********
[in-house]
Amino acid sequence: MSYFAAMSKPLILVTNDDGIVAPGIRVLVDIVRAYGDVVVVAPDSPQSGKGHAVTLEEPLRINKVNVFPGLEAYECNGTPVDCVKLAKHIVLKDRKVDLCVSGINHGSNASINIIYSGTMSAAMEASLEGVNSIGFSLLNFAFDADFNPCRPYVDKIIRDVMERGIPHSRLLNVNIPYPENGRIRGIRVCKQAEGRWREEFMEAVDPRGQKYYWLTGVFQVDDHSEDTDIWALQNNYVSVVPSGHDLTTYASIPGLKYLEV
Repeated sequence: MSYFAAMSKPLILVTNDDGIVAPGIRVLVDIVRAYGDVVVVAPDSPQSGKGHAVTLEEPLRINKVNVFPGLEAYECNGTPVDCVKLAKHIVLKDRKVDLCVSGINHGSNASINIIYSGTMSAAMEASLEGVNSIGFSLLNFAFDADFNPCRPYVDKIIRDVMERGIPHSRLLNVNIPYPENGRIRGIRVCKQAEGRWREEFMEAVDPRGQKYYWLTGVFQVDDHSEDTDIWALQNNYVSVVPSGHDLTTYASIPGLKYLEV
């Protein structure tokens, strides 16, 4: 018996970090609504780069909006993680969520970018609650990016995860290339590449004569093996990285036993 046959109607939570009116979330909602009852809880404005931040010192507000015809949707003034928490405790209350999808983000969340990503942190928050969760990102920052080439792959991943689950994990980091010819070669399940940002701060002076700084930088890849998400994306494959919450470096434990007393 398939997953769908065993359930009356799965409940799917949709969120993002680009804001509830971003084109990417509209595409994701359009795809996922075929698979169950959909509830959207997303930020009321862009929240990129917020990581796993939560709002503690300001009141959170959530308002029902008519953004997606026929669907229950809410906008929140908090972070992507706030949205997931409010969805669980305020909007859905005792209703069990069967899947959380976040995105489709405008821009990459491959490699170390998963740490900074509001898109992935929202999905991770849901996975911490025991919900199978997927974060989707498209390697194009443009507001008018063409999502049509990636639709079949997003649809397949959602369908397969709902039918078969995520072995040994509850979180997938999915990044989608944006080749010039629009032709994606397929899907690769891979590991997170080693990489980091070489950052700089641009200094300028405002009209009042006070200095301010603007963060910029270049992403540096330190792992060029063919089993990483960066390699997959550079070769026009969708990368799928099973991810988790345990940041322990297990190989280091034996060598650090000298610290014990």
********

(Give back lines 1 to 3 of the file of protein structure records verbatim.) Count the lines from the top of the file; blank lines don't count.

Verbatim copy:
[in-house]
Amino acid sequence: MSYFAAMSKPLILVTNDDGIVAPGIRVLVDIVRAYGDVVVVAPDSPQSGKGHAVTLEEPLRINKVNVFPGLEAYECNGTPVDCVKLAKHIVLKDRKVDLCVSGINHGSNASINIIYSGTMSAAMEASLEGVNSIGFSLLNFAFDADFNPCRPYVDKIIRDVMERGIPHSRLLNVNIPYPENGRIRGIRVCKQAEGRWREEFMEAVDPRGQKYYWLTGVFQVDDHSEDTDIWALQNNYVSVVPSGHDLTTYASIPGLKYLEV
Repeated sequence: MSYFAAMSKPLILVTNDDGIVAPGIRVLVDIVRAYGDVVVVAPDSPQSGKGHAVTLEEPLRINKVNVFPGLEAYECNGTPVDCVKLAKHIVLKDRKVDLCVSGINHGSNASINIIYSGTMSAAMEASLEGVNSIGFSLLNFAFDADFNPCRPYVDKIIRDVMERGIPHSRLLNVNIPYPENGRIRGIRVCKQAEGRWREEFMEAVDPRGQKYYWLTGVFQVDDHSEDTDIWALQNNYVSVVPSGHDLTTYASIPGLKYLEV